Peak(s):  Torreys Peak  -  14,267 feet
Date Posted:  05/21/2015
Modified:  05/22/2015
Date Climbed:   05/16/2015
Author:  globreal
 Off Key? Try a Tuning Fork!   

Torrey's Peak as seen at sunrise from the Grizzly Gulch fork

Torrey's Peak-14,267 feet
Climb Date: 16 May, 2015
Crew: Paul Perea (Perea) Chris Tomer (Weather Wizard), Eric Tishner, Britt Jones (me)
Mileage: 14.5 miles approximate
Vertical Feet: 4,900 approximate
Round Trip time: 6:45
Trailhead: Steve's Gulch @ Grizzly Gulch fork 1.1 miles above the Winter trailhead at I-70 (exit 221/Bakersville exit)

The Tuning Fork couloir on the northwest face of Torreys Peak wasn't a couloir I even knew about. My long time climbing buddy, Paul Perea, invited me to join his Peru training team...and I was thrilled to join in.

Paul, Erik, and "Tomer," (as everyone calls him), are training to go climb Huascaran Sur, 22,200, and Chopicalqui, 20,800 this July down in Peru. I am training to go climb Rainier in late June. Good reasons for a Saturday workout up the "Tuning Fork." This route is a 3,000 vertical snow climb; one of the longest vertical couloirs in the state. And, it's close to the Denver/front range area, so the driving time is nice and short.

From what I learned about the Tuning Fork is that this is one of the most skied routes on a 14er. Many people come to climb and then ski it, due to it's loooong vertical distance and then with a safe cliffs to go over or rock yard at the bottom!

Our group all met at the I-70 Park N Ride, and then carpooled up to the Bakersville exit/221. When I was up here to climb the Dead Dog couloir two weeks prior:

we had to park right all the way down at the interstate due to deep snow on the Quayle Creek/Steven's Gulch road. I thought for sure we'd have to hike this road again due to massive rains and snows over the past two weeks. However, the snows stayed above 10,000 feet and then things changed quickly down lower. This time we could drive up 1.1 miles to the Grizzly Gulch fork.
The Grizzly Gulch fork is about 10,300

We were on the trail by 6:15am. Since the low overnight temperatures were below freezing, the Grizzle Gulch road was pretty much solid snow for our approach.
No snowshoes required

NOAA forecasted Friday night snow and ugliness up through Saturday. I really expected it to be snowing. However, it helps to check the hourly forecast or have a weather forecaster as a friend....because Tomer told us the weather wasn't coming in until later in the day. I couldn't believe it....we had a bluebird, super sunny, gorgeous morning!
Paul and Erik lead the way with Tomer in tow

We hiked without snowshoes all the way up to our left turn at 11,200.
There she is...The Tuning Fork!

From the truck to this turn it's a little less than 2.5 miles. We were moving quickly and were here at 7:34am or about 1 hour and 20 minutes.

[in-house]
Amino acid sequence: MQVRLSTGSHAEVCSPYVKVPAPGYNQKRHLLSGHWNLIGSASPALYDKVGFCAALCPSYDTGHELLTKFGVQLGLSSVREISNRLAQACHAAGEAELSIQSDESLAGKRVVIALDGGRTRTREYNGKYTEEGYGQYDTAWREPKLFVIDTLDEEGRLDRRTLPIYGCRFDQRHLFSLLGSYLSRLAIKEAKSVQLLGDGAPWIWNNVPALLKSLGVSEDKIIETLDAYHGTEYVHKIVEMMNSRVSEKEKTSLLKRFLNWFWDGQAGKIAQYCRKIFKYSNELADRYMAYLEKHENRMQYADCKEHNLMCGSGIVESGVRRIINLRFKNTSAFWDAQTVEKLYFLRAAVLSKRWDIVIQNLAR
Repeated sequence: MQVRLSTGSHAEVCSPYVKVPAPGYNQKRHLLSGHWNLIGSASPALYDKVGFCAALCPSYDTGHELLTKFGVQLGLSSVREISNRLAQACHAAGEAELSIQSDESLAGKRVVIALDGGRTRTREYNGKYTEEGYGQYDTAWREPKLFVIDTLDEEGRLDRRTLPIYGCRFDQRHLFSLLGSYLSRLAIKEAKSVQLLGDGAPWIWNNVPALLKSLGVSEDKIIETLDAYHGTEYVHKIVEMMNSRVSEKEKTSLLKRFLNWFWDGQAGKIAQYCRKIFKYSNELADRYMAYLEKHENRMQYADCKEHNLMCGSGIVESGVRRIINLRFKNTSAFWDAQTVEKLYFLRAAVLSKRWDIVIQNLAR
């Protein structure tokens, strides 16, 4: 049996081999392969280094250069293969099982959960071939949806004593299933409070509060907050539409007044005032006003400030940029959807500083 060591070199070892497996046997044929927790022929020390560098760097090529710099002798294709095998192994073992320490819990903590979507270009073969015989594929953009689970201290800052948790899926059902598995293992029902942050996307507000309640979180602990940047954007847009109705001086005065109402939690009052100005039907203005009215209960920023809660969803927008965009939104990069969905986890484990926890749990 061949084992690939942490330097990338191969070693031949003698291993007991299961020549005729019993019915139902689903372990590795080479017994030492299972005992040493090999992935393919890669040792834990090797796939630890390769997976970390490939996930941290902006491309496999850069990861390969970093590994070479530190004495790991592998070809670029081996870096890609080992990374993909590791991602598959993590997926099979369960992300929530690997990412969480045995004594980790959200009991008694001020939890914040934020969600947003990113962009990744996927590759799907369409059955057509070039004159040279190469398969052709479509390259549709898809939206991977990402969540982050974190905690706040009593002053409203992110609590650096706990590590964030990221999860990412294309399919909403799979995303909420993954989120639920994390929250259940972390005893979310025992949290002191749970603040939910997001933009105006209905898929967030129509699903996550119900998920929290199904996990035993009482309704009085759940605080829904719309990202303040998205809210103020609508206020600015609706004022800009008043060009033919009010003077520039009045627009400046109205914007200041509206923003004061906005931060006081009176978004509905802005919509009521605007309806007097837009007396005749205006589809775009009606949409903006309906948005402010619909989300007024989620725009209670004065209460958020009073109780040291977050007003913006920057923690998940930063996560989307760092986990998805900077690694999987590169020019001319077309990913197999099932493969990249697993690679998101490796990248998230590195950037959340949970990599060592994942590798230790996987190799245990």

It's just about 2.5 miles in

Jon Kedrowski was suppose to come meet us. However, he was coming from Loveland Pass. We could see his ski tracks down off of Cupid Mnt.
Jon's ski tracks off Cupid

Once we climbed up a couple hundred feet, we stopped for a rest where Tomer and Paul got a clear view of our goal.
Chris Tomer (L) Paul Perea (R)

Erik looking up what we have ahead of us. That's a lot of white stuff!
Erik checking out our route

Tomer and Erik, heads down and cranking it up!
Tuned in to the Tuning Fork!

From the picture, it looks like a nice groomed run at a ski area. It's not!

This is where it's time to talk about being "off key." You can see that there was a soft layer of 4-6 inches of sugar snow. This fresh snow was sitting on a hard-packed base layer.
Soft sugar on hard pack

Normally, hiking in soft snow is not a problem. I have not had to many difficulties climbing couloirs in the past. But for some reason today, I wasn't just singing "off key"...I was singing a different song!! As the slope got steeper, I could not get my crampons to hold. It seemed like 80% of my steps kept sliding back down on me. It was step, slide, and argh! My feet would literally slide 2-3 feet down hill until my arm fully extended and I was stopped by my plunged in axe. It felt like I was exerting three times more energy than usual to get up this thing. Usually, I do pretty good and can keep up with my climbing partners. Today, that was not the case.
I can't keep up!

For my partners, it was just another fun day at the office.
Look what stuck to my ice axe!

Paul-working the phones!

Erik with his nice shiny points and a smile

For me, it was taking all I had to hold on to the side of this mountain. Climbing was laborious, my heart rate was maxed-out, and I could feel this was not going to be a normal day.

At least the weather was cooperating with bright sunshine
Sunshine, on my shoulders, makes me happy....

...and blue skies!
Tomer is a climbing machine!

What a snow climb!

Finally some reprieve came a couple of hundred feet below the ridge crest. We got into some deeper snow and now my feet were not sliding out from under me. It was back to just climbing stairs.
Finally, the snow is deep enough to hold me!

On the ridge, the climbing eased up and we now had our goal in sight but, boy was I sluggish. And something happen to me that has not happened in a long, long time. I bonked! I could tell I had over-exerted myself.
Ridge walking is wonderful!

We finally ran into Jon Kredrowski where he was coming down off of Torrey's. We visited with him and then it was on to our summit.
Chatting with Dr. Jon

Summit bound!

I got ahead of Tomer as he stopped to do some video filming for his Tomer's Trails segment. To view his video, copy and paste this URL into a fresh web page:

But, as he was heading up the final portion of the west ridge, you can see the storms we had heard about, were coming in.
Dark clouds over Tomer